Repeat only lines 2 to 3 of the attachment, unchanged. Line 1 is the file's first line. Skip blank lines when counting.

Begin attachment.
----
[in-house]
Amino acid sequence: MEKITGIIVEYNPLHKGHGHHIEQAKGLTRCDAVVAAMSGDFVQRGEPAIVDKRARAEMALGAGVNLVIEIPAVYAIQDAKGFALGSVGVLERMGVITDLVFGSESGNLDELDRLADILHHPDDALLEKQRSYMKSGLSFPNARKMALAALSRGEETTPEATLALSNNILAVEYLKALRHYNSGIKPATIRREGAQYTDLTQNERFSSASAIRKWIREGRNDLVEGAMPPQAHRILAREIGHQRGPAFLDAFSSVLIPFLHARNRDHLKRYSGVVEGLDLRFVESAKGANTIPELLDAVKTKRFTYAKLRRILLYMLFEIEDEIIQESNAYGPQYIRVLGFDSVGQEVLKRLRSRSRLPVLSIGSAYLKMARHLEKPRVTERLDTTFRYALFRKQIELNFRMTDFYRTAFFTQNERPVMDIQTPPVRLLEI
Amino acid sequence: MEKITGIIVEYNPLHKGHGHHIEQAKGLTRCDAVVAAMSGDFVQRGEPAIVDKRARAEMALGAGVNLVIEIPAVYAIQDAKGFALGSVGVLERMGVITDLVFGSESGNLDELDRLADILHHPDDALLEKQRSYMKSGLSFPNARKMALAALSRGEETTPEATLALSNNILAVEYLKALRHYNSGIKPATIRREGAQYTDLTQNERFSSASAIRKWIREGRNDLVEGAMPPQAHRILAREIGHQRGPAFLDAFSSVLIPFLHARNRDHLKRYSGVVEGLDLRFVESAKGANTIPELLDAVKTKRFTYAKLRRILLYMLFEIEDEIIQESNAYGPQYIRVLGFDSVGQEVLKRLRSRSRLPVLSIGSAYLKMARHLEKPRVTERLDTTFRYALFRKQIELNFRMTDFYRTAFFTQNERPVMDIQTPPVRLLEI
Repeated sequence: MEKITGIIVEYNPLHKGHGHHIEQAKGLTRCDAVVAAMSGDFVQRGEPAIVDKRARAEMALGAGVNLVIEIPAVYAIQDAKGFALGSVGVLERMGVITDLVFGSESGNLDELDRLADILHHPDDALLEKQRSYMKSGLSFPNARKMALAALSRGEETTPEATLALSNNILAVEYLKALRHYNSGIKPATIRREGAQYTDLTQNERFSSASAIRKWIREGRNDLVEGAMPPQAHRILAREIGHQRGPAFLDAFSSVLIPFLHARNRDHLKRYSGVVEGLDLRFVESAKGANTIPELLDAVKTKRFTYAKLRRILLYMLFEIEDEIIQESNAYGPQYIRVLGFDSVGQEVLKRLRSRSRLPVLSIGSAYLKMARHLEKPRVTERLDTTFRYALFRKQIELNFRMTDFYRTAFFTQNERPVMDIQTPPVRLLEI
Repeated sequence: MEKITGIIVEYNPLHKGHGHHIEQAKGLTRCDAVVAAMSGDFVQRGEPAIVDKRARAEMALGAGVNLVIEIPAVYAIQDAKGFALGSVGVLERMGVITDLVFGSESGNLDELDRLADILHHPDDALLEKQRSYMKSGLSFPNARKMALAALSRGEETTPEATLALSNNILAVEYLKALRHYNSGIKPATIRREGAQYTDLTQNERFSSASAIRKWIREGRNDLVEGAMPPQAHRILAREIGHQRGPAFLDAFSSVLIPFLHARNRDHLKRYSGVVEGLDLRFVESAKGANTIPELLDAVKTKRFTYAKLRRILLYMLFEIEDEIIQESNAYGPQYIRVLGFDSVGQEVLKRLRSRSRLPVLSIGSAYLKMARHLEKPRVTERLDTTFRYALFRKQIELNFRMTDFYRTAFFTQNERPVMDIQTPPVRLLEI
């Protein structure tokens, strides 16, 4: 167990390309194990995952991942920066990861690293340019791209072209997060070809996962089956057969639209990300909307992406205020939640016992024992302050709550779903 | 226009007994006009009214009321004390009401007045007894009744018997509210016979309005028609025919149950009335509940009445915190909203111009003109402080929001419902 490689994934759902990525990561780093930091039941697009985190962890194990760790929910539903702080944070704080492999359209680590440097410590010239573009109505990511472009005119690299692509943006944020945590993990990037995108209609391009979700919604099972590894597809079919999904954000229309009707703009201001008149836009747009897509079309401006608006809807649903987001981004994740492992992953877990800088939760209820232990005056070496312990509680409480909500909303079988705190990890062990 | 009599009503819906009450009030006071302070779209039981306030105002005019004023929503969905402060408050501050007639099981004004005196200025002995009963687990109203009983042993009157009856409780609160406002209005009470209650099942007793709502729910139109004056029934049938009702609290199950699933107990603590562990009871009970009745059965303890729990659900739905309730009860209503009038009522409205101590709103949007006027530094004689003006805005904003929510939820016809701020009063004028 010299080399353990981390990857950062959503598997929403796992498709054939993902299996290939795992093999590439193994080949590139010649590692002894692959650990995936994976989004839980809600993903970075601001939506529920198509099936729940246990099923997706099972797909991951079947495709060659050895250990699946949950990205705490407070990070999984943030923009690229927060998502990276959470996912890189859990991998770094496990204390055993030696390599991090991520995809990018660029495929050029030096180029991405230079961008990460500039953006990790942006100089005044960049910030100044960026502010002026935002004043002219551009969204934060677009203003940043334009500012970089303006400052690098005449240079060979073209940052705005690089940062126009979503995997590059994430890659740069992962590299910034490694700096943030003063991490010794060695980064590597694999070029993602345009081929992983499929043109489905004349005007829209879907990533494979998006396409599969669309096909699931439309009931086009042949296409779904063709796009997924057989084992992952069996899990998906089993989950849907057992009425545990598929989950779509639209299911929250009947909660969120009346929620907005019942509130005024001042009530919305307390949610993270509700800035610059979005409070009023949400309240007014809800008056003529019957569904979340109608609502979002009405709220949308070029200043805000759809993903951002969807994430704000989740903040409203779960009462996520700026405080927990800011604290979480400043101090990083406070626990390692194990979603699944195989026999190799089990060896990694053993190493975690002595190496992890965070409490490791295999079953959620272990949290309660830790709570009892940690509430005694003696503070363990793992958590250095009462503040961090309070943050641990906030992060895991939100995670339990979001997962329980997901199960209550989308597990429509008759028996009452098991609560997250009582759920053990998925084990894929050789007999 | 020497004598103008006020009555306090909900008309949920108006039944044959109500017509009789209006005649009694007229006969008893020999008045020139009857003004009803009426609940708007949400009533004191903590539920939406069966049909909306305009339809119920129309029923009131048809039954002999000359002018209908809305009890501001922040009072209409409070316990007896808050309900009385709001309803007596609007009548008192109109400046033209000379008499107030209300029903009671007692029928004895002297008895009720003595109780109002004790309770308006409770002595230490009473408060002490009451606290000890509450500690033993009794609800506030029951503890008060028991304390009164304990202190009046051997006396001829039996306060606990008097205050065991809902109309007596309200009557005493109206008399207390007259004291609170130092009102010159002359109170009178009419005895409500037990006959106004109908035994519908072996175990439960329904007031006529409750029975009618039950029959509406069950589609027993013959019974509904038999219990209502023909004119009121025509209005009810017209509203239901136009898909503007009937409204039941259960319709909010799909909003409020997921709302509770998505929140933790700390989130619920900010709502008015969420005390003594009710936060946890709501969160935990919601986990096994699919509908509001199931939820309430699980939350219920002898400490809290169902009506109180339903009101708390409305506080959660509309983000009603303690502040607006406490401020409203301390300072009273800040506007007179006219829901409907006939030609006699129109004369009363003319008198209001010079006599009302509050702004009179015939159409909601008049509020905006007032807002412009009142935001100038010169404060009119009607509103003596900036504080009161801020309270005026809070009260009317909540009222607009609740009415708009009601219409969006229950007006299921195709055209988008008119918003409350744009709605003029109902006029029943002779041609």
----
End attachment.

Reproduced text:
Amino acid sequence: MEKITGIIVEYNPLHKGHGHHIEQAKGLTRCDAVVAAMSGDFVQRGEPAIVDKRARAEMALGAGVNLVIEIPAVYAIQDAKGFALGSVGVLERMGVITDLVFGSESGNLDELDRLADILHHPDDALLEKQRSYMKSGLSFPNARKMALAALSRGEETTPEATLALSNNILAVEYLKALRHYNSGIKPATIRREGAQYTDLTQNERFSSASAIRKWIREGRNDLVEGAMPPQAHRILAREIGHQRGPAFLDAFSSVLIPFLHARNRDHLKRYSGVVEGLDLRFVESAKGANTIPELLDAVKTKRFTYAKLRRILLYMLFEIEDEIIQESNAYGPQYIRVLGFDSVGQEVLKRLRSRSRLPVLSIGSAYLKMARHLEKPRVTERLDTTFRYALFRKQIELNFRMTDFYRTAFFTQNERPVMDIQTPPVRLLEI
Amino acid sequence: MEKITGIIVEYNPLHKGHGHHIEQAKGLTRCDAVVAAMSGDFVQRGEPAIVDKRARAEMALGAGVNLVIEIPAVYAIQDAKGFALGSVGVLERMGVITDLVFGSESGNLDELDRLADILHHPDDALLEKQRSYMKSGLSFPNARKMALAALSRGEETTPEATLALSNNILAVEYLKALRHYNSGIKPATIRREGAQYTDLTQNERFSSASAIRKWIREGRNDLVEGAMPPQAHRILAREIGHQRGPAFLDAFSSVLIPFLHARNRDHLKRYSGVVEGLDLRFVESAKGANTIPELLDAVKTKRFTYAKLRRILLYMLFEIEDEIIQESNAYGPQYIRVLGFDSVGQEVLKRLRSRSRLPVLSIGSAYLKMARHLEKPRVTERLDTTFRYALFRKQIELNFRMTDFYRTAFFTQNERPVMDIQTPPVRLLEI